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Ada Lovelace Day 2021 at BU: celebrating women in STEM – Professor Jane Murphy and Dr Sue Green

A portrait of Ada Lovelace

Ada Lovelace

 Tuesday 12th October is Ada Lovelace Day: an international celebration of women’s achievements in science, technology, engineering and maths (STEM). Often referred to as the ‘first computer programmer’, Ada Lovelace (1815-1852) inspired Alan Turing’s work on the first modern computers in the 1940s. Find out more about her here.

All week we are profiling a selection of the women who work in STEM disciplines at BU, in areas as varied as games technology, sport psychology, electronics and clinical nutrition. Today we feature Professor Jane Murphy and Dr Sue Green.

Professor Jane Murphy, Professor of Nutrition and co-lead for the Ageing and Dementia Research Centre

Prof Jane Murphy

Prof Jane Murphy

Jane’s work focuses on key nutrition-related problems in older adults and how to translate nutrition science into practice. At a national level, she has led knowledge exchange projects commissioned by Health Education England to provide innovative education and training to improve dementia care across the health and social care workforce.

Dr Susan Dewhurst, Head of Department and Principal Academic in Exercise Physiology, who nominated her, says:

“Jane is a role model as a research leader committed to solving key nutrition problems in older adults. She has won funding from prestigious organisations like the Burdett Trust for Nursing and NIHR. Jane’s research has direct impact in practice through her clinical lead role in the Wessex Academic Health Science Network. She influences high standards in education and practice in her role as an elected council member for the Association for Nutrition and is a recognised mentor.”

What does Ada Lovelace mean to you?

Ada Lovelace was clearly a mathematical genius, ahead of her time and a trailblazer for women in science in the 19 century, working with scientists much better-known at the time, such as Babbage and Faraday.

What or who inspired you to pursue your career in a STEM subject?

Good nutrition is fundamental to support health and wellbeing and live a long and rewarding life. Through some early influences, I developed a keen interest in nutrition, and recognising how it related to ill-health and preventing disease thus paved the way towards my career in a STEM subject.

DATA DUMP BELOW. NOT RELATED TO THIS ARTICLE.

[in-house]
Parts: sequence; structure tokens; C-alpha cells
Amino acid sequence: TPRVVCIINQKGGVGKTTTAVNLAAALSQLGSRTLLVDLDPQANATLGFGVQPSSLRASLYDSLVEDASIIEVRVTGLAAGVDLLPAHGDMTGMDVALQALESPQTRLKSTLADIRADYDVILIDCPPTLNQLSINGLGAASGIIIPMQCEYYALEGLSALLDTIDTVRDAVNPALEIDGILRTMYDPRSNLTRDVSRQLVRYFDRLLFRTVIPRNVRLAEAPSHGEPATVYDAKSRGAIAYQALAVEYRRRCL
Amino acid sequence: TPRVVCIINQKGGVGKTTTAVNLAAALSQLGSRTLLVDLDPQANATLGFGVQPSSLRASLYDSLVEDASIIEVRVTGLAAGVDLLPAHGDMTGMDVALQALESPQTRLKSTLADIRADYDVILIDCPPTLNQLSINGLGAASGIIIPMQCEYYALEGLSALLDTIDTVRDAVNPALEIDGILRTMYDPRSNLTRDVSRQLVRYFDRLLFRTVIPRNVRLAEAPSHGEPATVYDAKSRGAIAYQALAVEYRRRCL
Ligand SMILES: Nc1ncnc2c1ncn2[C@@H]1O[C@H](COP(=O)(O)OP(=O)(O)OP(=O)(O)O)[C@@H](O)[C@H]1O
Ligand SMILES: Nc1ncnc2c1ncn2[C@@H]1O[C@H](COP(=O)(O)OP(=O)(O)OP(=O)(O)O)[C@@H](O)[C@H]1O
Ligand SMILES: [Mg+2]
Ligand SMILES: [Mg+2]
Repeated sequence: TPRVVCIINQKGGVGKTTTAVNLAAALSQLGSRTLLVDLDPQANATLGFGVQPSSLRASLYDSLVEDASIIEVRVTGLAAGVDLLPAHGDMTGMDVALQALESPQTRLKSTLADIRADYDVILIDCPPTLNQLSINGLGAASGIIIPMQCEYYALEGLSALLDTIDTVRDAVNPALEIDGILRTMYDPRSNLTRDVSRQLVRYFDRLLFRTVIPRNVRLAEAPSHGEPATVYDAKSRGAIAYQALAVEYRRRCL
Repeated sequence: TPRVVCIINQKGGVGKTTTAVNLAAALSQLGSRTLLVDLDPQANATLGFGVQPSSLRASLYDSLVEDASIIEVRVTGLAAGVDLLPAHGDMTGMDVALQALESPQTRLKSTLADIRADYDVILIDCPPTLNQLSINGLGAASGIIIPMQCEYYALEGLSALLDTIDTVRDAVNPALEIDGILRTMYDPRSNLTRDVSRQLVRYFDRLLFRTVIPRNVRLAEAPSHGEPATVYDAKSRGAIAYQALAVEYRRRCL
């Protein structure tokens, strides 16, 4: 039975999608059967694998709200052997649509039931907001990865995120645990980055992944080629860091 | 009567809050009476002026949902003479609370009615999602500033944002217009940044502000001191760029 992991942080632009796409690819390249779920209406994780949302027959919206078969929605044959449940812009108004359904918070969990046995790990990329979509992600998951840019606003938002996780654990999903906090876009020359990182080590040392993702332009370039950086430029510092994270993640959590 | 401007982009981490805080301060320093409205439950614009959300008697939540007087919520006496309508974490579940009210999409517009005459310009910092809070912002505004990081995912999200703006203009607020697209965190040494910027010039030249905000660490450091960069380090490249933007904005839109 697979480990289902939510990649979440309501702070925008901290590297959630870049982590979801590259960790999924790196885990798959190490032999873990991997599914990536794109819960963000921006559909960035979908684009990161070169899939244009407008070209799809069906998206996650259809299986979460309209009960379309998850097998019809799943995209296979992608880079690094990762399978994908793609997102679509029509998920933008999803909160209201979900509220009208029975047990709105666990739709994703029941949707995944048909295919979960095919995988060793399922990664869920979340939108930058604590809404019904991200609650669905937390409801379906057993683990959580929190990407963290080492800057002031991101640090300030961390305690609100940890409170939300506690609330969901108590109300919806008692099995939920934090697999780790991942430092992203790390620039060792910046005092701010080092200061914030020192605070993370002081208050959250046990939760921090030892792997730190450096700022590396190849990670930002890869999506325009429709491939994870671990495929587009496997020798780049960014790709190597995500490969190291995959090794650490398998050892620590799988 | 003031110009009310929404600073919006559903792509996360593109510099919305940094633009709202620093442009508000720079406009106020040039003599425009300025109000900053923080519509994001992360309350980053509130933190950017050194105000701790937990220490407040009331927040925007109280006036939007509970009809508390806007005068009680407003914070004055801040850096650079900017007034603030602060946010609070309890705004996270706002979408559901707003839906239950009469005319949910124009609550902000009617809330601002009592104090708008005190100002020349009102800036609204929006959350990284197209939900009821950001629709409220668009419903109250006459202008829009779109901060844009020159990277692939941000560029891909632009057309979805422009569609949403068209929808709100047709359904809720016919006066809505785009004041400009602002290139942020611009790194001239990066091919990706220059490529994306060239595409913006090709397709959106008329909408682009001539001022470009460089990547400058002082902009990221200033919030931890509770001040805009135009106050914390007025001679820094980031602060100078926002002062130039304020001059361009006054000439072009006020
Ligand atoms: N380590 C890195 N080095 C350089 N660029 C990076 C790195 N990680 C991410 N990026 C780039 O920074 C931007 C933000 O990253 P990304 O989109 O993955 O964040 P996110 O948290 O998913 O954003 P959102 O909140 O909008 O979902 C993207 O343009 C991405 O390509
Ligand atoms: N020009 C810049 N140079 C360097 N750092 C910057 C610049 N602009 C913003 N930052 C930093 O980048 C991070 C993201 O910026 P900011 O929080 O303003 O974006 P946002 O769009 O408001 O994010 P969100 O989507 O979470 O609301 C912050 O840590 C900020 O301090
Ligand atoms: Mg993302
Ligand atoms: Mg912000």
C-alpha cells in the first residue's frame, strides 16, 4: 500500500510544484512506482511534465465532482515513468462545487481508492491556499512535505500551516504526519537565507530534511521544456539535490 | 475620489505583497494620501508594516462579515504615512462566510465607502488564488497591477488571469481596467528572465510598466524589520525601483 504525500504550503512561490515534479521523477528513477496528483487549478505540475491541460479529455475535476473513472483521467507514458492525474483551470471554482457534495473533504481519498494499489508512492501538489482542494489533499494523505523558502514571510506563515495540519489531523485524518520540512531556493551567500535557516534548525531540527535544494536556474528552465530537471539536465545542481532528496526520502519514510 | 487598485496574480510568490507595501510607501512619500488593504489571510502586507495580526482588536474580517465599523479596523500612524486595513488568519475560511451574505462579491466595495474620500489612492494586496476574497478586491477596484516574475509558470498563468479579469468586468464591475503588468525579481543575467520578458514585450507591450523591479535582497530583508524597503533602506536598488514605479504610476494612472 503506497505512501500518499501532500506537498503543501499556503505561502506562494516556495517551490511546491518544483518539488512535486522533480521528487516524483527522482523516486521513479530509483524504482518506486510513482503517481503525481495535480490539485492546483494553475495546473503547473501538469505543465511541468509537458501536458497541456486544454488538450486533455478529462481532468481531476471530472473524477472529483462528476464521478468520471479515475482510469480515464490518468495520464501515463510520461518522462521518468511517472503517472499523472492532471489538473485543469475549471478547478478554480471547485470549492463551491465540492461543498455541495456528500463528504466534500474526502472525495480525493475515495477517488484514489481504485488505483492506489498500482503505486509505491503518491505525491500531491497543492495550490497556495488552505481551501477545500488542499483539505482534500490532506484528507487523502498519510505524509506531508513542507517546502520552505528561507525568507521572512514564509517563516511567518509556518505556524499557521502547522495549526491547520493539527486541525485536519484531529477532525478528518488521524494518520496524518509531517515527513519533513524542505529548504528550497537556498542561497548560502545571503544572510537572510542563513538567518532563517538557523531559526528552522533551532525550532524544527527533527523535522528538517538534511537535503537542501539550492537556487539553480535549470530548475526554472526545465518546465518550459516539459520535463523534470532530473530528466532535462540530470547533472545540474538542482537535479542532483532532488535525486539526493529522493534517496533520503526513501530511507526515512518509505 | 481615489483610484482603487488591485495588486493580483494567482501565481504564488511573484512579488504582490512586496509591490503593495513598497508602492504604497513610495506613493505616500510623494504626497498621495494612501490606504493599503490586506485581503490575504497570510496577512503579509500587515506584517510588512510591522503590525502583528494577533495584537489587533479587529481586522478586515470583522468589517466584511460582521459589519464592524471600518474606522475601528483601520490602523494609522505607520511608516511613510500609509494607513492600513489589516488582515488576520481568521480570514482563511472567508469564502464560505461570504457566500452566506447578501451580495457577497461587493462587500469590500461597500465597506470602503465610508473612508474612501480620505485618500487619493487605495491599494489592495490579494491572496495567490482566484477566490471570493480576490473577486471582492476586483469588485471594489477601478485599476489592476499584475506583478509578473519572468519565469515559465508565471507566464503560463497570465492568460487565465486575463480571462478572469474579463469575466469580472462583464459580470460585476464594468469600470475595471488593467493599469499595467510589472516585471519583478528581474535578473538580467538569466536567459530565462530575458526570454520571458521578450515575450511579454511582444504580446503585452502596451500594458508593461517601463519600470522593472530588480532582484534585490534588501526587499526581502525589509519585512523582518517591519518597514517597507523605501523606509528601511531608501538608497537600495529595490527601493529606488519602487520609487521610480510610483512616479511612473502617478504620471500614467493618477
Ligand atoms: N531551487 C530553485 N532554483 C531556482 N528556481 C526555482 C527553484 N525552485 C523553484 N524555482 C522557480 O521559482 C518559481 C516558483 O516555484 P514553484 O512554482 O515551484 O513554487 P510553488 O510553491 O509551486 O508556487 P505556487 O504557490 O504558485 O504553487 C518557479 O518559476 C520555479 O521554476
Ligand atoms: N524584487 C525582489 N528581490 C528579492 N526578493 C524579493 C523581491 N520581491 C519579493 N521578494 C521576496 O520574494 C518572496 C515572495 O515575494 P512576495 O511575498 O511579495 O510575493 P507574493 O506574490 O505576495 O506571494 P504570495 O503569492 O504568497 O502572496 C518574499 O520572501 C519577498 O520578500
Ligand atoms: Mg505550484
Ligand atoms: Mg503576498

Moreover, learning about Elsie Widdowson – a pioneer nutrition scientist and dietitian – inspired me. She pushed boundaries to advance the science of nutrition in so many respects, including how the UK population could live with food rationing through the challenges of WW2 and creating the first UK food composition tables.

What would your advice be to girls looking at STEM subjects as a possible career?

Go for it! Research in science works best (and is more fun!) in collaboration and when working in partnership, regardless of gender, to solve fascinating problems and co-create real-world solutions. Keep focused on doing the best you can.

What would you like to change as a result of your research?

I’d like to see a better appreciation of the role of good nutrition across society to optimise health and wellbeing, particularly as we age and for older people, ensuring everyone receives evidence-based nutrition advice that’s appropriate to their needs.


Dr Sue Green, Associate Professor and Deputy Head of Department for Nursing Science

Dr Sue Green

Dr Sue Green

Sue has held funded clinical academic posts combining research and clinical work and has been at the forefront of developing clinical academic careers for nurses.

Sue’s research programme focuses on aspects of clinical nutrition, particularly nutritional care by nurses. Her initial research focused on laboratory-based approaches to study appetite. She has since focused on research to develop evidence for nursing practice, including nutritional screening, and how to apply that evidence to patient care.

A registered nurse with experience in acute and continuing care environments, Sue continues to work clinically as a nutrition nurse seconded to Solent NHS Trust.

Prof Stephen Ersser, Head Of Department For Nursing Science and Professor Of Nursing And Dermatology, who nominated her, says:

“Sue is an amazing leader in clinical nutrition related to nursing, especially nutritional screening and is recognised in her field.”

What does Ada Lovelace mean to you?